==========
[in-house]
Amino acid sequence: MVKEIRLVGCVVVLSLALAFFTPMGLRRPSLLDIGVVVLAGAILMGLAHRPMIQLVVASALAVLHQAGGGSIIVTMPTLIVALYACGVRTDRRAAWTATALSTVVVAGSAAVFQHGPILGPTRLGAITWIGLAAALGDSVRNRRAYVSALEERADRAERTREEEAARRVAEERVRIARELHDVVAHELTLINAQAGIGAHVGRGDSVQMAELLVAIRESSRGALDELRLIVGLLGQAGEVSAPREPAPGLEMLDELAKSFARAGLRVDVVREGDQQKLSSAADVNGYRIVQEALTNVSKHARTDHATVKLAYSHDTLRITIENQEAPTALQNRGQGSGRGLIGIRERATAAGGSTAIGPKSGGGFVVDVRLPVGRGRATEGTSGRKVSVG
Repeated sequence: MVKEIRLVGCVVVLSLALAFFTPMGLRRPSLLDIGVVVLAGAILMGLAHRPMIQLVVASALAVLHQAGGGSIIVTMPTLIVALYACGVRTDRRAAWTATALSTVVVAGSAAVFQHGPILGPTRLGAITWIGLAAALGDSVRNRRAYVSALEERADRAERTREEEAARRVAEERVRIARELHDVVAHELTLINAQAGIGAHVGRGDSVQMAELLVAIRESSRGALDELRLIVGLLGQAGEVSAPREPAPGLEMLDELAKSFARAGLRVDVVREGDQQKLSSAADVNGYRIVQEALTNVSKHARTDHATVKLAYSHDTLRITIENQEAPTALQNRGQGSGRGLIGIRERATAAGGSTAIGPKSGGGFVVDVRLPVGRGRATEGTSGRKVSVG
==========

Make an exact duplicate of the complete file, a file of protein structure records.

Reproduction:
[in-house]
Amino acid sequence: MVKEIRLVGCVVVLSLALAFFTPMGLRRPSLLDIGVVVLAGAILMGLAHRPMIQLVVASALAVLHQAGGGSIIVTMPTLIVALYACGVRTDRRAAWTATALSTVVVAGSAAVFQHGPILGPTRLGAITWIGLAAALGDSVRNRRAYVSALEERADRAERTREEEAARRVAEERVRIARELHDVVAHELTLINAQAGIGAHVGRGDSVQMAELLVAIRESSRGALDELRLIVGLLGQAGEVSAPREPAPGLEMLDELAKSFARAGLRVDVVREGDQQKLSSAADVNGYRIVQEALTNVSKHARTDHATVKLAYSHDTLRITIENQEAPTALQNRGQGSGRGLIGIRERATAAGGSTAIGPKSGGGFVVDVRLPVGRGRATEGTSGRKVSVG
Repeated sequence: MVKEIRLVGCVVVLSLALAFFTPMGLRRPSLLDIGVVVLAGAILMGLAHRPMIQLVVASALAVLHQAGGGSIIVTMPTLIVALYACGVRTDRRAAWTATALSTVVVAGSAAVFQHGPILGPTRLGAITWIGLAAALGDSVRNRRAYVSALEERADRAERTREEEAARRVAEERVRIARELHDVVAHELTLINAQAGIGAHVGRGDSVQMAELLVAIRESSRGALDELRLIVGLLGQAGEVSAPREPAPGLEMLDELAKSFARAGLRVDVVREGDQQKLSSAADVNGYRIVQEALTNVSKHARTDHATVKLAYSHDTLRITIENQEAPTALQNRGQGSGRGLIGIRERATAAGGSTAIGPKSGGGFVVDVRLPVGRGRATEGTSGRKVSVG